Home discomfort brings early-season worry for managers

A win anywhere is craved but managers especially like to win at home

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Managers from Arsène Wenger, the longest-serving in England’s professional game, to Darren Kelly, one of the newest, are all agreed: home form is vital to success.

“You need to be strong at home if you want to win the championship,” said Wenger at the weekend. “We need to win our home games because this is our fortress,” said Kelly, Oldham Athletic’s manager.

It is a familiar refrain. “We have got to win our home games,” said Crystal Palace manager Alan Pardew on Friday, “we need to win more than half of our home games.”

Like many things in football, it is easy to say, harder to do. Wenger was speaking before Arsenal drew 0-0 at the Emirates with Liverpool on Monday night.

Having lost at home to West Ham on the opening weekend, they have one point from six in north London. Kelly, three months into the job, was speaking after Athletic were held at Boundary Park by Shrewsbury.

Pardew’s Palace won on Saturday, against Villa, but had previously lost at Selhurst Park to Arsenal.

A win anywhere is craved but managers especially like to win at home. Given the obvious emotional advantages, home wins feel like the bare minimum with away wins a bonus, plus most fans (and some directors) only watch home games.

But in the Premier League home wins are proving hard to come by this season. Of the 30 matches played so far only six have ended with home supporters celebrating. In a dozen (40 per cent) the visitors have departed with three points and the other 12 have been drawn.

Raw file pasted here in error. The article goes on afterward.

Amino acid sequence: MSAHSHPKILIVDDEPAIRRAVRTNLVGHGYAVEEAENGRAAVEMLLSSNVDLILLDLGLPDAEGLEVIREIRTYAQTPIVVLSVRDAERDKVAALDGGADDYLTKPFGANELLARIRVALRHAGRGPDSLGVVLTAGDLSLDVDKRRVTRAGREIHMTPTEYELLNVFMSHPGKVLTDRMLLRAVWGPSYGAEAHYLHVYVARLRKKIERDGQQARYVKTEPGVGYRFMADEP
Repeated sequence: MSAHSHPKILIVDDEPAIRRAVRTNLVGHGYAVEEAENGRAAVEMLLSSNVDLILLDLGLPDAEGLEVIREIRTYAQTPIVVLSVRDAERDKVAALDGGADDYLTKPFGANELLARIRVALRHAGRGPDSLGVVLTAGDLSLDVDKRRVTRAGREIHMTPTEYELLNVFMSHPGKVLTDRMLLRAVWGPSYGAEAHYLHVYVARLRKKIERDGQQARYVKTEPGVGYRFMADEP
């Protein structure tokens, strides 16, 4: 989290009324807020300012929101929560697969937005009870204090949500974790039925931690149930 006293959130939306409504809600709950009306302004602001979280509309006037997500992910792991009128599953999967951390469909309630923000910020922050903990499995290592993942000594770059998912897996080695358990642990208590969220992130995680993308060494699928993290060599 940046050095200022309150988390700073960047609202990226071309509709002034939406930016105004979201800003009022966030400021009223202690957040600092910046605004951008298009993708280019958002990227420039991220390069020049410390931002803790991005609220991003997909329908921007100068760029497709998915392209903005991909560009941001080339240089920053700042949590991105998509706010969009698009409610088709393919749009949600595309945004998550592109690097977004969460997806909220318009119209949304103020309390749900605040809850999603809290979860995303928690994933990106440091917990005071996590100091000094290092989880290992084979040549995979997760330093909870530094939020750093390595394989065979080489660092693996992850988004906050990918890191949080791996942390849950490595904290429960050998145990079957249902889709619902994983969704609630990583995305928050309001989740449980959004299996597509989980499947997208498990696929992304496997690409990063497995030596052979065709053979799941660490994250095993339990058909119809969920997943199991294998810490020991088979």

It is, admittedly, a very small sample size. Last season, across the full 380 matches, home teams won 45.3 per cent and away teams 30.3 per cent with 24.4 per cent drawn. Which suggests the main change is that more matches are being drawn, though nothing like in the Championship where 48 per cent of this season’s 47 matches have been stalemates. Since that probably reflects just how tight the Championship is likely to be this season even the first three Premier League rounds may after all be indicative of the season to follow.

There have been some long-term tactical changes that have led to teams being more adventurous away from home. Three points for a win came in 1981, that made it worth gambling to win away – indeed, for title-chasers it made it imperative. West Bromwich Albion have had the misfortune of facing Manchester City, then Chelsea, in their opening home games, with both teams intent on winning.

The back-pass law arrived in 1992 and that made it harder for teams to kill games and waste time, forcing away teams to be more ambitious.

And now the influx of TV cash has become so huge even teams of once-modest means can buy high-quality players.

Home wins are not critical. Last season Palace achieved their best Premier League finish, 10th, despite winning just six home games out of 19. But Pardew clearly feels Palace have been throwing away achievable home points. This season he is not alone.